Evaluation. In VLN, an episode is successful if the final navigation error is less than 3m. We report our agent’s average success rate at reaching the goal (SR), and SPL Anderson et al. (2018b), a recently proposed summary measure of an agent’s navigation performance that balances navigation success against trajectory efficiency (higher is better). We also report trajectory length (TL) and navigation error (NE) in meters, as well as oracle success (OS), defined as the agent’s success rate under an oracle stopping rule.


Val-Seen Val-Unseen Test
Model RL Aug Spk TL NE OS SR SPL TL NE OS SR SPL TL NE OS SR SPL


RPA Wang et al. (2018)
8.46 5.56 0.53 0.43 - 7.22 7.65 0.32 0.25 - 9.15 7.53 0.32 0.25 0.23

Speaker-Follower Fried et al. (2018)
- 3.36 0.74 0.66 - - 6.62 0.45 0.36 - 14.82 6.62 0.44 0.35 0.28

RCM Wang et al. (2019)
10.65 3.53 0.75 0.67 - 11.46 6.09 0.50 0.43 - 11.97 6.12 0.50 0.43 0.38

Self-Monitoring Ma et al. (2019a)
- 3.18 0.77 0.68 0.58 - 5.41 0.59 0.47 0.34 18.04 5.67 0.59 0.48 0.35

Regretful Agent Ma et al. (2019b)
- 3.23 0.77 0.69 0.63 - 5.32 0.59 0.50 0.41 13.69 5.69 0.56 0.48 0.40

FAST Ke et al. (2019)
- - - - - 21.1 4.97 - 0.56 0.43 22.08 5.14 0.64 0.54 0.41

Back Translation Tan et al. (2019)
11.0 3.99 - 0.62 0.59 10.7 5.22 - 0.52 0.48 11.66 5.23 0.59 0.51 0.47

Seq2Seq Anderson et al. (2018a)
11.33 6.01 0.52 0.39 - 8.39 7.81 0.28 0.22 - 8.13 7.85 0.26 0.20 0.18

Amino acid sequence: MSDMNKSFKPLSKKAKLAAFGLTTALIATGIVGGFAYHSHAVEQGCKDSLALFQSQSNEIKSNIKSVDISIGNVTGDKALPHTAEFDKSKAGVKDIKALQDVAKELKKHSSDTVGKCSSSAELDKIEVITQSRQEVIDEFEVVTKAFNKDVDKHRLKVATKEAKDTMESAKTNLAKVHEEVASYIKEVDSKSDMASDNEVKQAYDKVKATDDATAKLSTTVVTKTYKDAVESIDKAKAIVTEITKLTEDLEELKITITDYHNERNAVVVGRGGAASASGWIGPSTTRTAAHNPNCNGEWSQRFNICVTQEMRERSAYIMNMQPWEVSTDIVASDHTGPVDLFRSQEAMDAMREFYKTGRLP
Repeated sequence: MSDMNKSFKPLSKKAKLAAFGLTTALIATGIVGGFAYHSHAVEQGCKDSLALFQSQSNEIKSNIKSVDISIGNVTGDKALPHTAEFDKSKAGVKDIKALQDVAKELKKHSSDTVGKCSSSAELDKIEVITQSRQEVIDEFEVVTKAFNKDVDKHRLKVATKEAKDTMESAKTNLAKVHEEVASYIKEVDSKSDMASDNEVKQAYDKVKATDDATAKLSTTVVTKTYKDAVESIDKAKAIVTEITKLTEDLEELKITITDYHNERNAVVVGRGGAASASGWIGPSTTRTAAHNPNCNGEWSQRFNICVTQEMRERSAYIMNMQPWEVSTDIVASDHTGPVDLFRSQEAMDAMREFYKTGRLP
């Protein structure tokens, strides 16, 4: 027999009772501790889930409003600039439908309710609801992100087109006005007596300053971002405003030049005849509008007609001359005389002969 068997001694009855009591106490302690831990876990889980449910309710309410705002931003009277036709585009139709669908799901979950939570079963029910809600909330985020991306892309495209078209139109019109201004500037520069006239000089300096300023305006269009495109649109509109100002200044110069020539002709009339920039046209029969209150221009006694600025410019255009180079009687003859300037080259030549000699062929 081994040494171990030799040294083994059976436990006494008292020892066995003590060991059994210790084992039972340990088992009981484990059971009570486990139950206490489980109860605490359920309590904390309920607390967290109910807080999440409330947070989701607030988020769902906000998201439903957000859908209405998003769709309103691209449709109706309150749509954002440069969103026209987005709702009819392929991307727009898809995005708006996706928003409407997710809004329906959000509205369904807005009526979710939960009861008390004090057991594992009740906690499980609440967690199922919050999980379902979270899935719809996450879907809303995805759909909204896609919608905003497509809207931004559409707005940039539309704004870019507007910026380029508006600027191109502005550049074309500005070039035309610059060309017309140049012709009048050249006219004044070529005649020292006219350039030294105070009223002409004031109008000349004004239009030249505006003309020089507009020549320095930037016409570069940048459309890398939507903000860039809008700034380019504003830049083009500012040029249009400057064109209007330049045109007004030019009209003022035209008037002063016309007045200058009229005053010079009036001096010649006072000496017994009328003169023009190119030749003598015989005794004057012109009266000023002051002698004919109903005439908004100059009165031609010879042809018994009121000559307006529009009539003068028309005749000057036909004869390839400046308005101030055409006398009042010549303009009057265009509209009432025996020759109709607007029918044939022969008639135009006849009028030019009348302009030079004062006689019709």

Ours
9.86 7.52 0.36 0.31 0.27 10.33 7.70 0.40 0.31 0.27 9.14 7.71 0.38 0.33 0.30
Table 2: Results for the full VLN task on the R2R dataset. Our model achieves credible results for a new model class trained exclusively with imitation learning (no RL) and without any data augmentation (Aug) and without an internal ‘speaker’ model for re-ranking trajectories (Spk).
Figure 3: Left: Textual attention during latent observation and action generation is appropriately more focused towards action words (‘left’, ‘right’) for the motion model, and visual words (‘bedroom’, ‘corridor’, ‘table’) for the observation model. Right: Top-down view illustrating the agent’s expanding semantic spatial map (lighter-colored region), navigation graph (blue dots) and corresponding belief (red heatmap and circles with white heading markers) when following this instruction. At the map is largely unexplored, and the belief is approximately correct but dispersed. By , the agent has become confident about the correct goal location, despite many now-visible alternative paths.

Results. In Table 2, we present our results in the context of state-of-the-art methods; however, as noted by the RL, Aug, Spk

columns in the table, these approaches include reinforcement learning strategies, complex data augmentation, or embedded ‘speaker’ models. These are non-trivial extensions that are the result of a community effort 

Wang et al. (2019, 2018); Ma et al. (2019a, b); Fried et al. (2018); Tan et al. (2019); Ke et al. (2019) and are orthogonal to our own contribution. We also use a less powerful CNN (ResNet-34 vs. ResNet-152 in prior work). For direct comparison, we consider the Seq-2-Seq model of Anderson et al. (2018a) which we outperform significantly on unseen environments – increasing success rate by 13% on test. We find these results promising given this is the first work to explore such a drastically different model class (i.e., maintaining a metric map and a probability distribution over alternative trajectories in the map). Our model also exhibits less overfitting than other approaches – performing equally well on both seen (val-seen) and unseen (val-unseen) environments.